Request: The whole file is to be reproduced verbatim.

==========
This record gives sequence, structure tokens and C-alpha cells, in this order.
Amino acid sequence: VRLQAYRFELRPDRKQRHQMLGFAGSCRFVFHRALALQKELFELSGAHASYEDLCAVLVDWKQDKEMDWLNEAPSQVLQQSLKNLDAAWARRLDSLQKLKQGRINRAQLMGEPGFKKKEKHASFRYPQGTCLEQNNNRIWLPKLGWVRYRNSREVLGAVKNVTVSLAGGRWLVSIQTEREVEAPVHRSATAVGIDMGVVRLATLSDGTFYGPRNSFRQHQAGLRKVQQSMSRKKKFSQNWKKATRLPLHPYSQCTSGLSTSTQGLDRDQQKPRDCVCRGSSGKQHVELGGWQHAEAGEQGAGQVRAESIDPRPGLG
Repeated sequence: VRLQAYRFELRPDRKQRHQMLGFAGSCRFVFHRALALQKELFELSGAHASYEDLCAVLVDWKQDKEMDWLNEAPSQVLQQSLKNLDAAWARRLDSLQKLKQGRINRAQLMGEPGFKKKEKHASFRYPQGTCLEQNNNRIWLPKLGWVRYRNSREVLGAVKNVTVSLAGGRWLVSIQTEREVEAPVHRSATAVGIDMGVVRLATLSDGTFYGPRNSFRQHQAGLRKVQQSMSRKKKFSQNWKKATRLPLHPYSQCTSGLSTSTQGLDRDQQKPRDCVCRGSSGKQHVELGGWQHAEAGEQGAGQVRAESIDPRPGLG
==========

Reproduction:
This record gives sequence, structure tokens and C-alpha cells, in this order.
Amino acid sequence: VRLQAYRFELRPDRKQRHQMLGFAGSCRFVFHRALALQKELFELSGAHASYEDLCAVLVDWKQDKEMDWLNEAPSQVLQQSLKNLDAAWARRLDSLQKLKQGRINRAQLMGEPGFKKKEKHASFRYPQGTCLEQNNNRIWLPKLGWVRYRNSREVLGAVKNVTVSLAGGRWLVSIQTEREVEAPVHRSATAVGIDMGVVRLATLSDGTFYGPRNSFRQHQAGLRKVQQSMSRKKKFSQNWKKATRLPLHPYSQCTSGLSTSTQGLDRDQQKPRDCVCRGSSGKQHVELGGWQHAEAGEQGAGQVRAESIDPRPGLG
Repeated sequence: VRLQAYRFELRPDRKQRHQMLGFAGSCRFVFHRALALQKELFELSGAHASYEDLCAVLVDWKQDKEMDWLNEAPSQVLQQSLKNLDAAWARRLDSLQKLKQGRINRAQLMGEPGFKKKEKHASFRYPQGTCLEQNNNRIWLPKLGWVRYRNSREVLGAVKNVTVSLAGGRWLVSIQTEREVEAPVHRSATAVGIDMGVVRLATLSDGTFYGPRNSFRQHQAGLRKVQQSMSRKKKFSQNWKKATRLPLHPYSQCTSGLSTSTQGLDRDQQKPRDCVCRGSSGKQHVELGGWQHAEAGEQGAGQVRAESIDPRPGLG